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Glass Onion: A Mysterious Knives Out Review -
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Glass Onion: A Mysterious Knives Out Review

Glass Onion: A Mysterious Knives Out Review

NOTE: This article will contain minor spoilers on how the story looks, but nothing revealing the ending or anything like that!

I first heard that Glass Onion – Rian Johnson’s not quite sequel to the 2019 hit Knives out – was only going to be Netflix, and I have to admit that disappointed me. I was a fan of the last offering and hoped to be able to experience the next adventure in the full cinematic experience.

So imagine my joy when it was announced that Glass Onion was getting a week-long theatrical release over the Thanksgiving holiday! ULTIMATELY! Something to be truly grateful for, isn’t it? Who needs turkey and family when I can make Daniel Craig stutter in…Kentuckian, I guess?

I had Knives out as my #4 movie of 2019 (not counting movies I’ve seen since I stopped updating my 2019 rating in 2020), and the three movies before it were all five-star movies in my notes (Avengers Endgame, Parasite, Jojo Rabbit). So Glass Onion had a whole heritage to respect! It was, of course, the story of the death of a famous aged writer, and it was much more a Howdunnit than a Whodunnit. Love it or hate it, Knives out flipped mystery convention on its head by showing you death and who caused it in the first act, letting the rest of the story unfold with the “why” and “how” and “will they get away with it like this” being revealed along the way.

If you expect something similar with Glass OnionI don’t have good news for you: although he is totally unconventional in some aspects of his storytelling, Glass Onion is decidedly simpler as a mystery than its predecessor.

(Also, do you notice how much I say the title of the film? I’m inoculating you with the fact that you’ll hear characters say the phrase “glass onion” about a hundred times over the course of the film. One character once worked “knives” in a sentence in Benoit Blanc’s latest mystery, but Johnson let his fantasy get the better of him much more here)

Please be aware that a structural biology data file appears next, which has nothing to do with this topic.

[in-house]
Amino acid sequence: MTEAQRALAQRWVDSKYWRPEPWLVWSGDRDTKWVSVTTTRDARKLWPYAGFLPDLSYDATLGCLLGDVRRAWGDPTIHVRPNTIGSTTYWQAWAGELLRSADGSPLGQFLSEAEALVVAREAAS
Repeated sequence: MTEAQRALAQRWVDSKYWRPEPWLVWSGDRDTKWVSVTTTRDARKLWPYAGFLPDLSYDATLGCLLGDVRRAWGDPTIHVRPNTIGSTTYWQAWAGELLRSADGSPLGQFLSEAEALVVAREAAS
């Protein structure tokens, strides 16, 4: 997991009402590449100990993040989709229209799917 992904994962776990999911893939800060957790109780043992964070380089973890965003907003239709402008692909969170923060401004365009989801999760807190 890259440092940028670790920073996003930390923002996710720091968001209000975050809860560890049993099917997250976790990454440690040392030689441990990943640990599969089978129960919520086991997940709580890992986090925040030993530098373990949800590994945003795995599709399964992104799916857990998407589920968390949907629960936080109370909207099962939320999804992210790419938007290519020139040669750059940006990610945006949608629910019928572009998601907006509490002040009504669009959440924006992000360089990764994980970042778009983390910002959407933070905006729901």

Image Credit: John Wilson/Netflix


Benoit Blanc is the only connective tissue in Glass Onion at Knives out; none of the other Thrombey family members or acquaintances make an appearance here (unless they were smuggled in and I missed them). And that’s more than good; if Johnson wants to make a Benoit Blanc Cinematic Universe that stretches as far as it can go, that’s what I’m here for. I know it’s controversial, but I could listen to Daniel Craig put on that ridiculous accent until I die. It’s so disarming!

Kind of like with Knives out, Glass Onion follows a cadre of unlikable but connected characters as they are brought together by circumstances… shortly before a murder pushes Blanc to his limits trying to figure out what really is the root cause of everything that is happening. At the top of it all is Ed Norton’s character Miles Bron, an eccentric Elon Musk-style billionaire genius who brings all of his associates (current and former) to his private Greek island.